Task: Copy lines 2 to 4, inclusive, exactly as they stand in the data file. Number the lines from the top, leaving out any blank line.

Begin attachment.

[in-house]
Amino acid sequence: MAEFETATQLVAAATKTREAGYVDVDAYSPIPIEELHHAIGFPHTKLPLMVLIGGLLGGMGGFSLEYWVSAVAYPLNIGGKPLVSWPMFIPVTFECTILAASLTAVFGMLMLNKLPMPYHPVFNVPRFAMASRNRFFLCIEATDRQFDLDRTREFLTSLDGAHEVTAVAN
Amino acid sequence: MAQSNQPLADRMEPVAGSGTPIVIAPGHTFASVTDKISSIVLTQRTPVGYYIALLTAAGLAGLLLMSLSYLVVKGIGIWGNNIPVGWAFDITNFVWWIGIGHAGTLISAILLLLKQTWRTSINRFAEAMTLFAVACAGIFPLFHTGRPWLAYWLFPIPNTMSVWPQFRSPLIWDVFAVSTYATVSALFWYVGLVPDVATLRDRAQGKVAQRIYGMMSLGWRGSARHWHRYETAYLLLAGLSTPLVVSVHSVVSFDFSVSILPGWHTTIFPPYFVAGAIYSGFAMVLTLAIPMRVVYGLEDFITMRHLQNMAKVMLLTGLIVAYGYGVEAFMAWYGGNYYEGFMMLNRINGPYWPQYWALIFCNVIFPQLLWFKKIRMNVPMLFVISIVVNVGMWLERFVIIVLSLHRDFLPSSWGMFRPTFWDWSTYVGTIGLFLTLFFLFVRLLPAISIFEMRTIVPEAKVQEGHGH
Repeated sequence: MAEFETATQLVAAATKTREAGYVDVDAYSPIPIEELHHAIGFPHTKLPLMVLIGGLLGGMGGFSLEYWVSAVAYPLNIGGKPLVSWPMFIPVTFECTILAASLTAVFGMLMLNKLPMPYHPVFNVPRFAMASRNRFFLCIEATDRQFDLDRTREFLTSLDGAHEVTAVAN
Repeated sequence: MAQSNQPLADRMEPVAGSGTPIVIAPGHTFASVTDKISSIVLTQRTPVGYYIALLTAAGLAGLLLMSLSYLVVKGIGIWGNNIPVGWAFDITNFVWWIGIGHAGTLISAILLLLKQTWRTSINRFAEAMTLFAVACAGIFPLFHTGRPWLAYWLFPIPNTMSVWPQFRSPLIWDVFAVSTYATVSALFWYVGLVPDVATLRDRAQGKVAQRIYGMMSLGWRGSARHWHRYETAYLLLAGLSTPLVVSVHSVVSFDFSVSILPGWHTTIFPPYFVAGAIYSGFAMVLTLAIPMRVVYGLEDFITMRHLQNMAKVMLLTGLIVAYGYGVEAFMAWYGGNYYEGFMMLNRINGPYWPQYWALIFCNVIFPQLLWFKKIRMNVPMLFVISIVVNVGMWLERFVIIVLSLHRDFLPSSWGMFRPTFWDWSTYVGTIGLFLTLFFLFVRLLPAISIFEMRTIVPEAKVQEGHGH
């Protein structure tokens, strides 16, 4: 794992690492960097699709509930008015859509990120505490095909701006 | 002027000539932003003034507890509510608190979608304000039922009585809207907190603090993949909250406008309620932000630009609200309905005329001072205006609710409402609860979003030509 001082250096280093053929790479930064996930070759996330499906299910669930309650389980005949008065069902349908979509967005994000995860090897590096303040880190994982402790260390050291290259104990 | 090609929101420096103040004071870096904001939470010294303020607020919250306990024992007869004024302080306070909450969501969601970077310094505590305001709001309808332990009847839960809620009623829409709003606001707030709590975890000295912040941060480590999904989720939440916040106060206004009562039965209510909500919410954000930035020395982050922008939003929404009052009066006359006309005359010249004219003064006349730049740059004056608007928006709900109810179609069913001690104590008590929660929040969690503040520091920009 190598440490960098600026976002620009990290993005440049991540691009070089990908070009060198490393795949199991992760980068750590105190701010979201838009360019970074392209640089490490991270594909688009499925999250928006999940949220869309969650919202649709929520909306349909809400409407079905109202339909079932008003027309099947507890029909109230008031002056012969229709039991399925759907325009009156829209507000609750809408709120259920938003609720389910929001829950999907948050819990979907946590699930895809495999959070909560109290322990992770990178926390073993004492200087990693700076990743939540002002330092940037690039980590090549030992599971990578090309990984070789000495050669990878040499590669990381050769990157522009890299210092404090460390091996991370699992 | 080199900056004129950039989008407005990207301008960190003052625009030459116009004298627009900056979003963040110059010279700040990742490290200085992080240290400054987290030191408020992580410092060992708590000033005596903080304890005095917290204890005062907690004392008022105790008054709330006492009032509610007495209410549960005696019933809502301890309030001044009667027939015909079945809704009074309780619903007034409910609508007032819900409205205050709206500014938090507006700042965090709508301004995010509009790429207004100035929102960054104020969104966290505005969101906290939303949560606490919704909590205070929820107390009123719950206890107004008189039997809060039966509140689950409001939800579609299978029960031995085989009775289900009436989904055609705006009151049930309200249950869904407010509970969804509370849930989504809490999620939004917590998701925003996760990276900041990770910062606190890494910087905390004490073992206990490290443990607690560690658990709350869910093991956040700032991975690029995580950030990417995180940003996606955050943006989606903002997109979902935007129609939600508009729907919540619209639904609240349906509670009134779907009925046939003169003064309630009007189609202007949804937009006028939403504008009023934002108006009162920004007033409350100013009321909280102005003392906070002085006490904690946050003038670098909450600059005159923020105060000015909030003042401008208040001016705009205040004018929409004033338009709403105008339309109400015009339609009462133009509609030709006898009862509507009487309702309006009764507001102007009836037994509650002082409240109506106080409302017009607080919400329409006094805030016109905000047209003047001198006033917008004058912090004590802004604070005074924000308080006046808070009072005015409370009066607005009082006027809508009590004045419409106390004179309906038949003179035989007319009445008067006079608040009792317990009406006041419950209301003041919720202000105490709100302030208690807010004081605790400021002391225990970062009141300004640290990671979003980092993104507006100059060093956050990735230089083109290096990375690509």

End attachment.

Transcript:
Amino acid sequence: MAEFETATQLVAAATKTREAGYVDVDAYSPIPIEELHHAIGFPHTKLPLMVLIGGLLGGMGGFSLEYWVSAVAYPLNIGGKPLVSWPMFIPVTFECTILAASLTAVFGMLMLNKLPMPYHPVFNVPRFAMASRNRFFLCIEATDRQFDLDRTREFLTSLDGAHEVTAVAN
Amino acid sequence: MAQSNQPLADRMEPVAGSGTPIVIAPGHTFASVTDKISSIVLTQRTPVGYYIALLTAAGLAGLLLMSLSYLVVKGIGIWGNNIPVGWAFDITNFVWWIGIGHAGTLISAILLLLKQTWRTSINRFAEAMTLFAVACAGIFPLFHTGRPWLAYWLFPIPNTMSVWPQFRSPLIWDVFAVSTYATVSALFWYVGLVPDVATLRDRAQGKVAQRIYGMMSLGWRGSARHWHRYETAYLLLAGLSTPLVVSVHSVVSFDFSVSILPGWHTTIFPPYFVAGAIYSGFAMVLTLAIPMRVVYGLEDFITMRHLQNMAKVMLLTGLIVAYGYGVEAFMAWYGGNYYEGFMMLNRINGPYWPQYWALIFCNVIFPQLLWFKKIRMNVPMLFVISIVVNVGMWLERFVIIVLSLHRDFLPSSWGMFRPTFWDWSTYVGTIGLFLTLFFLFVRLLPAISIFEMRTIVPEAKVQEGHGH
Repeated sequence: MAEFETATQLVAAATKTREAGYVDVDAYSPIPIEELHHAIGFPHTKLPLMVLIGGLLGGMGGFSLEYWVSAVAYPLNIGGKPLVSWPMFIPVTFECTILAASLTAVFGMLMLNKLPMPYHPVFNVPRFAMASRNRFFLCIEATDRQFDLDRTREFLTSLDGAHEVTAVAN